Liverpool market traders chief hits back at arrears increase

The chair of St Johns Market Traders Association has angrily hit back as debt owed to Liverpool Council by businesses now stands at £2m.

With the shutters still down on the city centre market hall, Cllr Nick Small, cabinet member for growth and economy, said arrears incurred by dozens of businesses had risen from an initially established £1.7m to £2.1m after new investigations by the authority. Last Autumn, the city council said it would seek to recover three years’ worth of debt from the traders that occupied St Johns Market.

Colin Laphan, chair of St Johns Market Traders Association, has spoken of their shock at the new figures and criticised Liverpool Council’s management of the market.

In 2016, £2.5m was spent to renovate the site but proved unpopular, even with then Mayor Joe Anderson, who initially offered traders three, then six months free rent as an incentive to stay and increase footfall. Around £1m a year was being spent to subsidise the market by the city council.

It is understood the additional money identified by the council is made up of arrears owing to a small number of traders. This is made up of some leaving the market before the end of their official agreement with the council and some businesses occupying two units while only being officially listed as operating one.

Some of the increased arrears also dates back to historic debts owed to the city council. Cllr Small took part in a phone-in debate with opposition leader, Cllr Carl Cashman, on BBC Radio Merseyside, describing it as a “difficult but necessary decision” to close the market.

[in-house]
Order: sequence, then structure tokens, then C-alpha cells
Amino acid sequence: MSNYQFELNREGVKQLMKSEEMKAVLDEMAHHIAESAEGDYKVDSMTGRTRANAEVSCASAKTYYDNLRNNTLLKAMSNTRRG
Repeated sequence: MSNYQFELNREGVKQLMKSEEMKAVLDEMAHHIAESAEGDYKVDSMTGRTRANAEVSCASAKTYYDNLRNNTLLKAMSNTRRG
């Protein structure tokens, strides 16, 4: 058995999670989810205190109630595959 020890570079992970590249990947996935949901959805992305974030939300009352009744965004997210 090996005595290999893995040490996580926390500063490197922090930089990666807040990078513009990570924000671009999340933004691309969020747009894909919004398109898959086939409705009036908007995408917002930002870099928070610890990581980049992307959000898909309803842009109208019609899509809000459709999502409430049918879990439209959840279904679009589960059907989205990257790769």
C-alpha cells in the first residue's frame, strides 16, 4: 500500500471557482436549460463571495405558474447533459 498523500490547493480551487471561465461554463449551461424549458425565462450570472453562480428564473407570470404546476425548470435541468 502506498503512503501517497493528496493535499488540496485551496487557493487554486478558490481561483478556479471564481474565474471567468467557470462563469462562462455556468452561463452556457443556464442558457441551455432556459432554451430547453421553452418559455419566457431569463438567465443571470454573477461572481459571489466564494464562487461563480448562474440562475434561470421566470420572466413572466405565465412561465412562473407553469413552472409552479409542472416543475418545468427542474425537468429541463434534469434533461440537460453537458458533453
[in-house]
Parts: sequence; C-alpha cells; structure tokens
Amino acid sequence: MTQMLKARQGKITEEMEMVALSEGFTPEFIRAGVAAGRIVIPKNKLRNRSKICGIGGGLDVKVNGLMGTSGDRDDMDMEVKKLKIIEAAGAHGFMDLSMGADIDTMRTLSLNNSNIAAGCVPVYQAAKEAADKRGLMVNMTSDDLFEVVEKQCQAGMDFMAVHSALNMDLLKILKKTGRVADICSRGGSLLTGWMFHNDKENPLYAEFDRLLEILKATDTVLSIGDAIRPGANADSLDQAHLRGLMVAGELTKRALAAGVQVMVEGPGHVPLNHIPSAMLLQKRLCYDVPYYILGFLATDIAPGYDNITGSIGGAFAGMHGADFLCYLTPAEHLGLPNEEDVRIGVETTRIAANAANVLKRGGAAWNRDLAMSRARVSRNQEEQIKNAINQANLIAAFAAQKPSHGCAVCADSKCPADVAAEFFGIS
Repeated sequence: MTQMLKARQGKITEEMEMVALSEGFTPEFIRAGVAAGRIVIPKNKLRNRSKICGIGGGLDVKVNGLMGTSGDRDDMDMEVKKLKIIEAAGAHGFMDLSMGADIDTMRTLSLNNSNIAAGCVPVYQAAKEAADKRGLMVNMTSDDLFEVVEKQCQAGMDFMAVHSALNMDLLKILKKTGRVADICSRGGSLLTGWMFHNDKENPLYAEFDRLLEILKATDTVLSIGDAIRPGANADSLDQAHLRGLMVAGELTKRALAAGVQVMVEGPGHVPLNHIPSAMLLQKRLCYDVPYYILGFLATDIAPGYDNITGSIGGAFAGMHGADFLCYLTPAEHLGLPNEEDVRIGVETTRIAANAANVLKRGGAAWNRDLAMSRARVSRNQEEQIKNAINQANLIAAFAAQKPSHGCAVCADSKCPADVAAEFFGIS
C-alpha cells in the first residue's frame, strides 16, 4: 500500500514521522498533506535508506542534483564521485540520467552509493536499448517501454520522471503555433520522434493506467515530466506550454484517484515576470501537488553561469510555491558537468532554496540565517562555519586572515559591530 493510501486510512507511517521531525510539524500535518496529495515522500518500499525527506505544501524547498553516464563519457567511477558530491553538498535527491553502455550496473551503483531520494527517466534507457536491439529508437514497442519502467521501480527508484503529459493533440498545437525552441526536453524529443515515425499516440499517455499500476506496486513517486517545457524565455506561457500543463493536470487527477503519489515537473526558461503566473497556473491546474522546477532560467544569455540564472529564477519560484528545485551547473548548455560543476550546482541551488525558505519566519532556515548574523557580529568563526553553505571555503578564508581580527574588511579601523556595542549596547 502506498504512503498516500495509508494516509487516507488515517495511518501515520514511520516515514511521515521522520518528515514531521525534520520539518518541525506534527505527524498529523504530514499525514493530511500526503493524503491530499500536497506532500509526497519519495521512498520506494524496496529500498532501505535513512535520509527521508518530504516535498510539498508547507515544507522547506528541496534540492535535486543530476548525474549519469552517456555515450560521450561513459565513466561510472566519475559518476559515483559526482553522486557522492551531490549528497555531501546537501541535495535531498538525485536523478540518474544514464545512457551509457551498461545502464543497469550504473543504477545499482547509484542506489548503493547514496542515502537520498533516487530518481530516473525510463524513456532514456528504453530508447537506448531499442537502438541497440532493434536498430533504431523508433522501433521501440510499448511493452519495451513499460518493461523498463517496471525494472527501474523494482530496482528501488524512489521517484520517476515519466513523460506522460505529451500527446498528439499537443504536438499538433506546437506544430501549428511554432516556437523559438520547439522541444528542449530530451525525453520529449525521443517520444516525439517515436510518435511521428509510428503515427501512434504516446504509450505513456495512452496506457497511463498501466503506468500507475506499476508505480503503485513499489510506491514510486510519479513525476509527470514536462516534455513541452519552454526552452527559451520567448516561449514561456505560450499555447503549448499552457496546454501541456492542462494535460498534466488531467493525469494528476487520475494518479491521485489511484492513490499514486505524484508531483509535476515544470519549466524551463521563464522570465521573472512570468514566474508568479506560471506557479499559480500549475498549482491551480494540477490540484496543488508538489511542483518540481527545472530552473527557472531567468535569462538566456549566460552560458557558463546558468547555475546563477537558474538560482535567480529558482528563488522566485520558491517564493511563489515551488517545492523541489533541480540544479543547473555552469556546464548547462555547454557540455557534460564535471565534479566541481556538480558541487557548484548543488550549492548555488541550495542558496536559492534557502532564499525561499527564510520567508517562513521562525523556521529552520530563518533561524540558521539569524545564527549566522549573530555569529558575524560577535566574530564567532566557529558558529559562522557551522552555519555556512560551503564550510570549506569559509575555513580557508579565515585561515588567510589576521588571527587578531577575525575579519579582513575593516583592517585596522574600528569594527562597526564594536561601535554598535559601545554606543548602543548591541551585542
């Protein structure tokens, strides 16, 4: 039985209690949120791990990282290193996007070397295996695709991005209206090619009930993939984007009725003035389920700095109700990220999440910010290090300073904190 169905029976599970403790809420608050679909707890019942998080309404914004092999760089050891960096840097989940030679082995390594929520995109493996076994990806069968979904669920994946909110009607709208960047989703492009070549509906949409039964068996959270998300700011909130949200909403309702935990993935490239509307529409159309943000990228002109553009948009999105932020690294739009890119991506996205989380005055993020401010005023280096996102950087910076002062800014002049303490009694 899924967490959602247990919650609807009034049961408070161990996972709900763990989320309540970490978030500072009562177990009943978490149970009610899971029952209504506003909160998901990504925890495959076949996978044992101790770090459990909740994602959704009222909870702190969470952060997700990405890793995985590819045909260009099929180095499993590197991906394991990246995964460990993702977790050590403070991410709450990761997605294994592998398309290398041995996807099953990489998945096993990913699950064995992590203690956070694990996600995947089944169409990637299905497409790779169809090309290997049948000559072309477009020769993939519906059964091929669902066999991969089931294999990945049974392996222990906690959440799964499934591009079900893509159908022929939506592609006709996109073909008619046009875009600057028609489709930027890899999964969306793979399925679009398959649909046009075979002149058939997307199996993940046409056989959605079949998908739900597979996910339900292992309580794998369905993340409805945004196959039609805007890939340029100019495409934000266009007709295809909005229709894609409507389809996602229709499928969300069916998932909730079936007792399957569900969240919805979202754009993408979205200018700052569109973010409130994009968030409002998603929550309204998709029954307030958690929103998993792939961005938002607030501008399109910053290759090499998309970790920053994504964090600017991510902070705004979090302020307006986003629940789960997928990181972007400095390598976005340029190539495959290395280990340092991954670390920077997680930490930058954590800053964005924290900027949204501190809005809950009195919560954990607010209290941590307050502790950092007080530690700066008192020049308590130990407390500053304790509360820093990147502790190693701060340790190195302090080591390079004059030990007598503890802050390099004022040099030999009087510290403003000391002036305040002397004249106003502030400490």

He said the market was “not on a sustainable footing” and was “jeopardising other services”.

Mr Laphan was emotive in his response to the new figures. He said, “We are already in extreme shock at the values attributed to the traders.

“The landlord reinstated the rents without fixing any of the breaches of its covenants, and as a process of managed decline, this made us further endure intolerable conditions and reduced public access. Apart from anything else, this is a clear breach of our human rights.

“This alleged debt includes dead people and people who were forced out of business due to the conditions. This is all documented and no doubt will be part of court cases.”

The long-time trader also cited then-Mayor Anderson’s own admittance that the refurbishment hadn’t been as successful as hoped and criticised an alleged failure by the authority to fix an escalator into the market, as well as toilets and temperature control. He added: “Nick Small repeatedly falsely claims the individual traders failed to engage with the council.

“This is blatantly untrue. At all times, the traders acted as a collective, and the SJMTA engaged with the council through our legal representatives.”

A special meeting of the city council has been convened for Tuesday to discuss the future of the market. The extraordinary session has been called for by the opposition Liberal Democrats who have urged local authority leadership to reopen St Johns immediately.

Image: GOOGLE

Why not follow birkenhead.news on Facebook, Twitter, and Threads? You can also send story ideas or letters to the editor to news@birkenhead.news